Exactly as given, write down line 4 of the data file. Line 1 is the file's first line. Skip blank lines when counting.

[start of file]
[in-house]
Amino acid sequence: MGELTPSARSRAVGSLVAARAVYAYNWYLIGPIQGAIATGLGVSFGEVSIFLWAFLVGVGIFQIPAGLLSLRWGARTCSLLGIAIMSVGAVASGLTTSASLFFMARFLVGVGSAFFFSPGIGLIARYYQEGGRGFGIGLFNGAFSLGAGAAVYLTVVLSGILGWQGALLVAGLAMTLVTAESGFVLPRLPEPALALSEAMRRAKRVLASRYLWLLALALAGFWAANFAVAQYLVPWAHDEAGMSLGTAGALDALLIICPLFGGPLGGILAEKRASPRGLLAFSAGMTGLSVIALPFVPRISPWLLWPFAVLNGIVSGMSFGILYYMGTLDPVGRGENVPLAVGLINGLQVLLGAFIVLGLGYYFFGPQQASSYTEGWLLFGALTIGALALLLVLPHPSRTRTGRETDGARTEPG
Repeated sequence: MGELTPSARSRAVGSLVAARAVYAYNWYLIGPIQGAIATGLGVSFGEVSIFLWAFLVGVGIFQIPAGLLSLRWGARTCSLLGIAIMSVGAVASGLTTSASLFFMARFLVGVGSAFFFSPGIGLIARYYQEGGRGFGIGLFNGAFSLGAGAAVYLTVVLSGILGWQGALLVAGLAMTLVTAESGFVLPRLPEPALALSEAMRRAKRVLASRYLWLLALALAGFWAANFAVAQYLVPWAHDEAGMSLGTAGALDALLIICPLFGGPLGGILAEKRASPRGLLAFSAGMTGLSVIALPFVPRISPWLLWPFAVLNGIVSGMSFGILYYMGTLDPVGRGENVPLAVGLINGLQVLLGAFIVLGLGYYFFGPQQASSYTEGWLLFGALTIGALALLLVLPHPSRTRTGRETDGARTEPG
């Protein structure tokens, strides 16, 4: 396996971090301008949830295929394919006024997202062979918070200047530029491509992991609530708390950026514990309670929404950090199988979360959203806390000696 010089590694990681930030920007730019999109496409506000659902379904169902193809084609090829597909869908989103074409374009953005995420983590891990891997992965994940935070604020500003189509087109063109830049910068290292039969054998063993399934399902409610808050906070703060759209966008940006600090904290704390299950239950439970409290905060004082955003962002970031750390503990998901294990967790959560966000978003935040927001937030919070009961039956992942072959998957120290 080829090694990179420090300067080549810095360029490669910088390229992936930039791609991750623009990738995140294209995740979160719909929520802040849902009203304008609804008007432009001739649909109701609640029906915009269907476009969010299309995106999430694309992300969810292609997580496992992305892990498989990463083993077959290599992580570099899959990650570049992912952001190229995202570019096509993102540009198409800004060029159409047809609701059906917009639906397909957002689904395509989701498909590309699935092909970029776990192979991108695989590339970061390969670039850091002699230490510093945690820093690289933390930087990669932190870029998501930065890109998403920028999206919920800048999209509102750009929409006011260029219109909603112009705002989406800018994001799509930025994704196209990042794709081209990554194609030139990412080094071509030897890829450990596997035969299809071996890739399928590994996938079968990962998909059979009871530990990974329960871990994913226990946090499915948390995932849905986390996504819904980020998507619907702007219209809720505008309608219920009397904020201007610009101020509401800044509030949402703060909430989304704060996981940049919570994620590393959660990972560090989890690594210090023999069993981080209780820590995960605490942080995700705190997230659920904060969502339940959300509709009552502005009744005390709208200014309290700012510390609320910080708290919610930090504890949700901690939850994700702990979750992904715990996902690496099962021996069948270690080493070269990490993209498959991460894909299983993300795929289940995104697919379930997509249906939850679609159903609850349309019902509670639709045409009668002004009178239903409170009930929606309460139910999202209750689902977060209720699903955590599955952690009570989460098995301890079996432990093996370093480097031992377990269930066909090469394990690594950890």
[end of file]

């Protein structure tokens, strides 16, 4: 396996971090301008949830295929394919006024997202062979918070200047530029491509992991609530708390950026514990309670929404950090199988979360959203806390000696 010089590694990681930030920007730019999109496409506000659902379904169902193809084609090829597909869908989103074409374009953005995420983590891990891997992965994940935070604020500003189509087109063109830049910068290292039969054998063993399934399902409610808050906070703060759209966008940006600090904290704390299950239950439970409290905060004082955003962002970031750390503990998901294990967790959560966000978003935040927001937030919070009961039956992942072959998957120290 080829090694990179420090300067080549810095360029490669910088390229992936930039791609991750623009990738995140294209995740979160719909929520802040849902009203304008609804008007432009001739649909109701609640029906915009269907476009969010299309995106999430694309992300969810292609997580496992992305892990498989990463083993077959290599992580570099899959990650570049992912952001190229995202570019096509993102540009198409800004060029159409047809609701059906917009639906397909957002689904395509989701498909590309699935092909970029776990192979991108695989590339970061390969670039850091002699230490510093945690820093690289933390930087990669932190870029998501930065890109998403920028999206919920800048999209509102750009929409006011260029219109909603112009705002989406800018994001799509930025994704196209990042794709081209990554194609030139990412080094071509030897890829450990596997035969299809071996890739399928590994996938079968990962998909059979009871530990990974329960871990994913226990946090499915948390995932849905986390996504819904980020998507619907702007219209809720505008309608219920009397904020201007610009101020509401800044509030949402703060909430989304704060996981940049919570994620590393959660990972560090989890690594210090023999069993981080209780820590995960605490942080995700705190997230659920904060969502339940959300509709009552502005009744005390709208200014309290700012510390609320910080708290919610930090504890949700901690939850994700702990979750992904715990996902690496099962021996069948270690080493070269990490993209498959991460894909299983993300795929289940995104697919379930997509249906939850679609159903609850349309019902509670639709045409009668002004009178239903409170009930929606309460139910999202209750689902977060209720699903955590599955952690009570989460098995301890079996432990093996370093480097031992377990269930066909090469394990690594950890």